May 2nd, 2012
The current unease about history’s declining fortunes echo an anxiety that has afflicted the profession for nearly a century. This anxiety seems perennially familiar: overly specialized monographs filled with turgid prose are driving away readers, graduate education is doing little to improve the situation, and, consequently, history no longer commands the respect it once did. The present situation might be more precarious, but the general themes of this crisis have been rehearsed before.
In 1920 the AHA formed a committee to learn what could be done to “awaken young students and historians to a realization of the part good expression must play in enabling history to maintain a place in the world of letters.” History’s readership was already in decline and with that decline in readership so too was history’s standing as a respectable subject. Six years later the committee produced its report, Writing of History (New York, 1926). The report diagnoses the problem, tracing the cause back to undergraduate and graduate education that has beaten any appreciation of style out of students and future historians.
By 1926 John Spencer Bassett looked back longingly to a former era when
historians like Bancroft and Prescott stood side by side with the great poets at the top of the world of letters. From the men of their day they received esteem, public honors, and wealth. They lived like proconsuls over provinces of literary expression. To-day the historian’s influence has waned. He is no longer to be compared with the lordly proconsul, but rather to the hard-working centurion, whose labors held together the military units on which rested the Roman authority in the province.
We can hardly imagine a world in which historians stood anywhere near “the top of the world of letters” and “received esteem, public honors, and wealth.” If Bassett lamented the historians fall from proconsul to centurion, imagine his horror knowing that historians today rarely rise even to the level of optio. However much Bassett feared civilization had decayed, he could still assume readers would know the terms proconsul and centurion. Today even writing for historians Bassett would be wise to link proconsul, centurion, and optio to their wikipedia pages.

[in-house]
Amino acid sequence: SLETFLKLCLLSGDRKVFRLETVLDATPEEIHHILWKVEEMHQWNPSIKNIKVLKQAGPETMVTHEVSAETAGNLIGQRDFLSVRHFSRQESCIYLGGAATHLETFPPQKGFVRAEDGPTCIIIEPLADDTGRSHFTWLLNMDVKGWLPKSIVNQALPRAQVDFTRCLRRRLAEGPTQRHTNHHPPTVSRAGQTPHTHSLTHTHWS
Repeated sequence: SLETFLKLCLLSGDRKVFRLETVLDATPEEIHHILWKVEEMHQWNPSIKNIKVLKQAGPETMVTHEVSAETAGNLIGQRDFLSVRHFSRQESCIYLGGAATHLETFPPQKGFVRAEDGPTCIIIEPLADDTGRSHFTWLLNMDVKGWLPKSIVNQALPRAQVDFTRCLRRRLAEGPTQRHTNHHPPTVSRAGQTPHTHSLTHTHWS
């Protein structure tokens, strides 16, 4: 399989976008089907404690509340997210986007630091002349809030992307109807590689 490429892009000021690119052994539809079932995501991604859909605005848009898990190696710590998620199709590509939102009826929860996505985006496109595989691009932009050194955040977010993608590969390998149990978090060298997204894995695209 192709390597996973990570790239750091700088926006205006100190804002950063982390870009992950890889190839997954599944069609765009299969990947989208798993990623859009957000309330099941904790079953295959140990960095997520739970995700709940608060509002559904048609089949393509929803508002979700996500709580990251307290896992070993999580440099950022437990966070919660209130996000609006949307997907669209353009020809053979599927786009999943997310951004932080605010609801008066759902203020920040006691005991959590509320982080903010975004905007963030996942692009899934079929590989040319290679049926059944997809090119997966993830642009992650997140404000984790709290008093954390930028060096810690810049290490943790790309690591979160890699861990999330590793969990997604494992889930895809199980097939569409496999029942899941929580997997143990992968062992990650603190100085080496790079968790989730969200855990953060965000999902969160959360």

Bassett’s utopian past was best represented by the great German historian Theodor Mommsen. Stories of Mommsen’s fame are not hard to find. When Mark Twain visited Berlin in 1892 he was amazed by the reverence shown to Mommsen. One evening at a banquet in honor of two leading scientists, Hermann von Helmholz and Rudolf Virchow, the crowds of students attending rose to celebrate Mommsen’s entrance into the banquet hall. Mommsen’s lectures drew enormous audiences that overflowed the auditoriums and spilled out into the streets. These people turned out to hear lectures on the Roman Republic, on coinage, on inscriptions, on constitutional and criminal law. Mommsen wasn’t just a great historian; he was also a literary giant and incredible stylist. He was awarded the Nobel Prize in Literature in 1902. Mommsen was a giant amongst giants in an era that for whatever reason valued history more than the subsequent period. The 19th century was, as Anthony Grafton put it, the age of Clio.
By contrast, the 20th and 21st centuries have never been particularly fond of Clio. While there are undoubtedly many reasons for history’s declining fortunes, a seemingly pathological lack of literary style and an obsession with monographs are commonly identified as the root of history’s woes. Twenty years after the AHA report Samuel Eliot Morison once again blamed the educational system for destroying any sense of style. In History as a Literary Art (1946) he wrote:
There has been a sort of chain reaction of dullness. Professors who have risen to positions of eminence by writing dull, solid, valuable monographs that nobody reads outside the profession, teach graduate students to write dull, solid, valuable monographs like theirs; the road to academic security is that of writing dull, solid, valuable monographs. And so the young men who have a gift for good writing either leave the historical field for something more exciting, or write more dull, solid, valuable monographs.
Like Bassett before him, Morison singled out William Prescott and George Bancroft as exemplary stylists and lamented “the introduction of pseudoscientific and psychological jargon” that had come to infect historical writing.
Sixty years later, postmodernism had replaced pseudoscientific and psychological jargon as the particular symptoms, but the diagnosis remained the same: impenetrable and esoteric prose was driving away readers and ensuring academic history’s marginalization. Accessible, interesting history is written by non-academic historians, often disparaged as journalists or merely writers. Style—vocabulary, language as well as form—is again implicated in William Cronon’s recent “Professional Boredom.” While he identifies other contributing factors, he concludes by drawing attention to style:
How do we avoid professional boredom? … By remembering that no matter what else we do, we are all teachers whose foremost responsibility is to share what we know in ways people can understand—and, more basic still, in ways that people will find interesting, even intriguing. By communicating as clearly and engagingly as we can. By telling good stories.
Are we asking too much of style? Do we expect it to bear more responsibility for history’s success or failure than it possibly can? Does our focus on style perhaps obscure larger, societal shifts away from traditional, academic history?